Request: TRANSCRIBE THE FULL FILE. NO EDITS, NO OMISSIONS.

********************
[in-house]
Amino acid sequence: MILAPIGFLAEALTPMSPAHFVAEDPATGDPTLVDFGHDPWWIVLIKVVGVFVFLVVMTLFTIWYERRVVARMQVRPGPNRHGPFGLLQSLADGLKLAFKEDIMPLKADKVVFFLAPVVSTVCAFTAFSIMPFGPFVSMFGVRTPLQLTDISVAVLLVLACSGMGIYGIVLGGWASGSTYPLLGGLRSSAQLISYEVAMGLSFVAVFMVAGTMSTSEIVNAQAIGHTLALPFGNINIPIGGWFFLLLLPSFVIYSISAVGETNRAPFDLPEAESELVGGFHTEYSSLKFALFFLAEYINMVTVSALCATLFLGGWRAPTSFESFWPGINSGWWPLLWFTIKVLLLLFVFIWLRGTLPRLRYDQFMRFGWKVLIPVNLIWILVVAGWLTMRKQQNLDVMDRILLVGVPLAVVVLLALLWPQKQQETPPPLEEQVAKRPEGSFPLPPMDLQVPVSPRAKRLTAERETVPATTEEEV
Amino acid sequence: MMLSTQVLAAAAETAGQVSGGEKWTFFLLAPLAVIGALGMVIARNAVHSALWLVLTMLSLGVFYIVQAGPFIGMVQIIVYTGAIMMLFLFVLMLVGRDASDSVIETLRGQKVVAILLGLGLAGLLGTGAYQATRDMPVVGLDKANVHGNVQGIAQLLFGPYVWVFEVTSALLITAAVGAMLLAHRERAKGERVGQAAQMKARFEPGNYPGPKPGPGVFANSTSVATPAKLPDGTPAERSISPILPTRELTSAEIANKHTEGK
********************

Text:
[in-house]
Amino acid sequence: MILAPIGFLAEALTPMSPAHFVAEDPATGDPTLVDFGHDPWWIVLIKVVGVFVFLVVMTLFTIWYERRVVARMQVRPGPNRHGPFGLLQSLADGLKLAFKEDIMPLKADKVVFFLAPVVSTVCAFTAFSIMPFGPFVSMFGVRTPLQLTDISVAVLLVLACSGMGIYGIVLGGWASGSTYPLLGGLRSSAQLISYEVAMGLSFVAVFMVAGTMSTSEIVNAQAIGHTLALPFGNINIPIGGWFFLLLLPSFVIYSISAVGETNRAPFDLPEAESELVGGFHTEYSSLKFALFFLAEYINMVTVSALCATLFLGGWRAPTSFESFWPGINSGWWPLLWFTIKVLLLLFVFIWLRGTLPRLRYDQFMRFGWKVLIPVNLIWILVVAGWLTMRKQQNLDVMDRILLVGVPLAVVVLLALLWPQKQQETPPPLEEQVAKRPEGSFPLPPMDLQVPVSPRAKRLTAERETVPATTEEEV
Amino acid sequence: MMLSTQVLAAAAETAGQVSGGEKWTFFLLAPLAVIGALGMVIARNAVHSALWLVLTMLSLGVFYIVQAGPFIGMVQIIVYTGAIMMLFLFVLMLVGRDASDSVIETLRGQKVVAILLGLGLAGLLGTGAYQATRDMPVVGLDKANVHGNVQGIAQLLFGPYVWVFEVTSALLITAAVGAMLLAHRERAKGERVGQAAQMKARFEPGNYPGPKPGPGVFANSTSVATPAKLPDGTPAERSISPILPTRELTSAEIANKHTEGK